Our Lady's Little Scribe seeks to use the internet for sharing the Catholic faith and Franciscan spirituality, going from Gospel to life and life to the Gospel.

The silk painting, shown above, is by Ty Mam Duw, Poor Clare Colettines, Hawarden, WALES GB. Their website is here. Ty Mam Duw is Welsh and means The House of the Mother of God. Our Lady of the Pearl cherishes their friendship and is grateful for their many kindnesses and prayers. The image is used with permission.

Entertaining Angels

Entertaining Angels
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Saturday, April 3, 2010

High Holy Days of Christianity and Easter Triduum

This last Sunday was Palm Sunday. It marked the beginning of Holy Week, the time when Christians all over the world celebrate those events that constitute the central doctrines of our faith. On Palm Sunday, the Gospel of Mark describes Jesus’ entry into Jerusalem on the back of a lowly donkey. Jesus comes as a king whose rule is not about being served but serving.

The Easter Triduum occurs within Holy Week and is the culmination of the entire liturgical year, full of symbolism and sacred mysteries, mystery because the meaning is so profound as to be beyond any single explanation. It is a three-day period and celebration of the death and resurrection of Christ. The three days are counted as the Hebrews counted their days, from dusk to dusk. Therefore, the three days of the Easter Triduum are from dusk on Holy Thursday to dusk on Good Friday (day one), dusk on Good Friday to dusk on Holy Saturday (day two), and dusk on Holy Saturday to dusk on Easter Sunday (day three). Each of those days "tells" a different part of the story. We come to church at various times during those days, and when we are not in church, we try to live a quieter, simpler life, focusing more of our attention on Christ and less on the secular world.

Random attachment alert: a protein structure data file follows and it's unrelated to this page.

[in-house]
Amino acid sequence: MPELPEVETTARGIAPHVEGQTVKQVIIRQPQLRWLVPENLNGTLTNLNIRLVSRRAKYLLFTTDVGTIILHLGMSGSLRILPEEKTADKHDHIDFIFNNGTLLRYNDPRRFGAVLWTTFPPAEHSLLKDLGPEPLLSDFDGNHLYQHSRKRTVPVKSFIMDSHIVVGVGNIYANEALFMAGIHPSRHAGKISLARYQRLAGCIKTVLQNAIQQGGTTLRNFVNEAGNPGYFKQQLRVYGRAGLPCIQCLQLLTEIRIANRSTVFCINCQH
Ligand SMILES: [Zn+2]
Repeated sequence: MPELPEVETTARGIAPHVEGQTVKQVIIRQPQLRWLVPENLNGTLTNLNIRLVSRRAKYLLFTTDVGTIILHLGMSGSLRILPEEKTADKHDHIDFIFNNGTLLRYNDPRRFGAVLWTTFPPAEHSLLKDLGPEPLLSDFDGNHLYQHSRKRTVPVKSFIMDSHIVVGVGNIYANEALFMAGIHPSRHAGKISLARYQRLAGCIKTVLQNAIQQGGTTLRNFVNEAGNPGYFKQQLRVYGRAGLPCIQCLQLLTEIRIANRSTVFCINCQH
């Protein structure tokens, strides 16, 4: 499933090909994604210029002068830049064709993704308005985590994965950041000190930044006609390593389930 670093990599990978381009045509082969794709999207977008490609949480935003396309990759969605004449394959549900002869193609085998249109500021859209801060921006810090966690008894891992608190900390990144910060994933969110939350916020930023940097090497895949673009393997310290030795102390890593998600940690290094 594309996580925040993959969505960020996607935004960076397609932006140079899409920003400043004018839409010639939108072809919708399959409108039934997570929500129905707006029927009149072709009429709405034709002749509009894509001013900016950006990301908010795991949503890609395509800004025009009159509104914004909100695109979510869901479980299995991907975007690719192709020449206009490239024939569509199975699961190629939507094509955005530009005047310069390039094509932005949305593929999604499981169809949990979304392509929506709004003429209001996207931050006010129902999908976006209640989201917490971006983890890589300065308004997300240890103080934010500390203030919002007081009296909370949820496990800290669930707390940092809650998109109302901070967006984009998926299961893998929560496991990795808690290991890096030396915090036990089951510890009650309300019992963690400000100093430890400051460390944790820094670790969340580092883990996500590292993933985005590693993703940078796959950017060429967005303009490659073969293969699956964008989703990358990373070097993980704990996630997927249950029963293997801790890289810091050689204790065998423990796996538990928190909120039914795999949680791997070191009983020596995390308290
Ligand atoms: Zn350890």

Holy Thursday marks the end of Lent and the beginning of the Triduum. [click here for liturgical year] There is a service in the Church, centered around the story of the observance of Passover by Jesus and his followers before his crucifixion on Friday. There is a wonderful account of this Passover in the Gospel of John. Read and consider here the description of this extraordinary God. This God of humble love who dwells in inaccessible light and who came to dwell among us – this God who washes feet, pouring himself out for loving service, like water in a basin. On this night, he institutes the Holy Eucharist and the Priesthood. He becomes the Lamb of God, broken bread and poured out wine, no longer bread but His Body, no longer wine, but His Blood.We remember his prayers and suffering in the Garden of Gethsemane. Was this not where the battle was fought and the humanity of Christ cried out, "Father, if thou art willing, remove this cup from me; nevertheless not my will, but thine, be done." What cup, we wonder. The Fourth Cup not consumed during the Passover but on the cross of Good Friday when Jesus is executed in the manner of the common criminal of his day.

Good Friday is a day of fasting and abstinence. We recall the suffering of Jesus in the scourging, the crowning with thorns, and the carrying of his cross down the Via Dolorosa. We remember his crucifixion and that something monumental has happened. God has died that we might live. We memorialize this in a Church service again. The service is a continuation of what began on Holy Thursday.

The Easter Triduum reaches its high point in the Easter Vigil, celebrated on Saturday night. We recite the words: “Night truly blest when heaven is wedded to earth and man is reconciled with God!” This celebration is a long one. We proclaim with fire and song that Christ is risen. We listen to the Scripture stories of God's interaction with humankind from creation through to the resurrection. The joy continues on with Easter services on Sunday morning and songs of praise, “Christ the Lord is risen today, Alleluia!”

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